The Taipei City Government yesterday released its “Fotiaoqiang Index” as part of a mechanism to monitor food prices in the run-up to the Lunar New Year and promised to enhance food inspections to ensure food safety during the holidays.
The index indicates price fluctuations for 10 basic ingredients of fotiaoqiang (佛跳牆), a dish that is traditionally served during the Lunar New Year holiday or at wedding banquets.
On the basis of 100 points indicating the average price fluctuation of the ingredients last year, the Taipei Fotiaoqiang Index showed a moderate rise to 103.7 percent, a 3 percentage point decrease from the previous year, according to Taipei City’s Department of Economic Development.
However, the list of ingredients — sea cucumbers, pork knuckles, dried bamboo shoots, pork ribs, pork tripe, pigeon eggs, chestnuts, mushrooms, dried, taro and king trumpet mushrooms — differs slightly from the list used for price monitoring last year.
The change of ingredients sparked complaints that the city government was attempting to cover up the price increases of some ingredients.
The average price of three key ingredients used in last year’s Fotiaoqiang Index — chicken wings, fish skins and Chinese red dates — increased by between 10 percent and 20 percent this year.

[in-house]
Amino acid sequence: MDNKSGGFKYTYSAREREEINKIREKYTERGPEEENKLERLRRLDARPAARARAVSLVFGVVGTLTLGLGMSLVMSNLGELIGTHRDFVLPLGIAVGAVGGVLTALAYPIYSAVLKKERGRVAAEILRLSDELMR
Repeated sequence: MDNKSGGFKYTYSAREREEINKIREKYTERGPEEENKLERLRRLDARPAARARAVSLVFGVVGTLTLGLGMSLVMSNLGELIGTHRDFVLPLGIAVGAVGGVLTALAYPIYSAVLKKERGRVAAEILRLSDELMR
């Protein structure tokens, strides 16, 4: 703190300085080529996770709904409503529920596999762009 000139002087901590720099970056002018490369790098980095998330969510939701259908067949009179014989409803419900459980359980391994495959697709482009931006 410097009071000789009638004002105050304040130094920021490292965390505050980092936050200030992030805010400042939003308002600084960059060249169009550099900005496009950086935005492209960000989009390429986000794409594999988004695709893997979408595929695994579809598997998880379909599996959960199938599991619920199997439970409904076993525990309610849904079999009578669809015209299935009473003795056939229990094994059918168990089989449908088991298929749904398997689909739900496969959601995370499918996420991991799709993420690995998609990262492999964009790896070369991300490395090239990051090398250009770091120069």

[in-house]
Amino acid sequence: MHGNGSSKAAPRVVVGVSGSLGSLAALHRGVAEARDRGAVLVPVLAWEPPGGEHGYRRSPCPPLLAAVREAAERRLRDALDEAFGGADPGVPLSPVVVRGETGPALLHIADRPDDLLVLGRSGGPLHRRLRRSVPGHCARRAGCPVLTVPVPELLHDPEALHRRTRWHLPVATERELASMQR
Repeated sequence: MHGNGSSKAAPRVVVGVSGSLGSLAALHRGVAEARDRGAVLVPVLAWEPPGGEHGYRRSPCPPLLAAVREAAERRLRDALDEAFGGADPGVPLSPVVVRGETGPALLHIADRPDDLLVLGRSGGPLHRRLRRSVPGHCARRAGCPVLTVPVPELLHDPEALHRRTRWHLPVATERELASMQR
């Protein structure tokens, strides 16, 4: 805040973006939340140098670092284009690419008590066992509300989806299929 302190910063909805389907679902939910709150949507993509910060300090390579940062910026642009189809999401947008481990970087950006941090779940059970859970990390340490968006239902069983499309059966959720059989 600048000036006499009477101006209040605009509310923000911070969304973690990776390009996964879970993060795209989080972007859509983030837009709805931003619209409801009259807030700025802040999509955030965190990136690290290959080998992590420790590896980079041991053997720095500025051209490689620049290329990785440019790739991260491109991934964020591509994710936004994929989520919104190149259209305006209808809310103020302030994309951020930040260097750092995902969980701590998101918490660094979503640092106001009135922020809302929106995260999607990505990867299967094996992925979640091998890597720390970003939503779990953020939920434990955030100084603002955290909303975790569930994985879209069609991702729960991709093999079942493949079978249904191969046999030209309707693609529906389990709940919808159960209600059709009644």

The city government replaced those ingredients with cheaper ones, such as dried bamboo shoots.
Commerce Office Director Huang Yi-yu (黃以育) said that there would be a 3 percent increase of the index this year if it used the same ingredients as last year, dismissing concerns that the change aimed to cover up price increases.
“All the ingredients we used in the index this year are also key ingredients,” she said.
Taipei Mayor Hau Lung-bin (郝龍斌) said yesterday that the city would continue to keep the average price of fruit, vegetables and meat at reasonable levels by purchasing agricultural products directly from Yunlin, Changhua and Pingtung counties.
The city’s Department of Health will also enhance food inspections at supermarkets before the Lunar New Year holidays, he said.
The dish, also known as “Buddha Jumps Over the Wall,” is famous for its rich taste, its use of various high-quality ingredients and the unique way it is prepared.
Its name describes its legendary ability to entice vegetarian monks to jump over their temple walls to eat the meat-based dish.
According to Carrefour’s public relations manager Margery Ho (何默真), prices for different brands of ready-made fotiaoqiang ranged from NT$188 to NT$1,888 per bowl.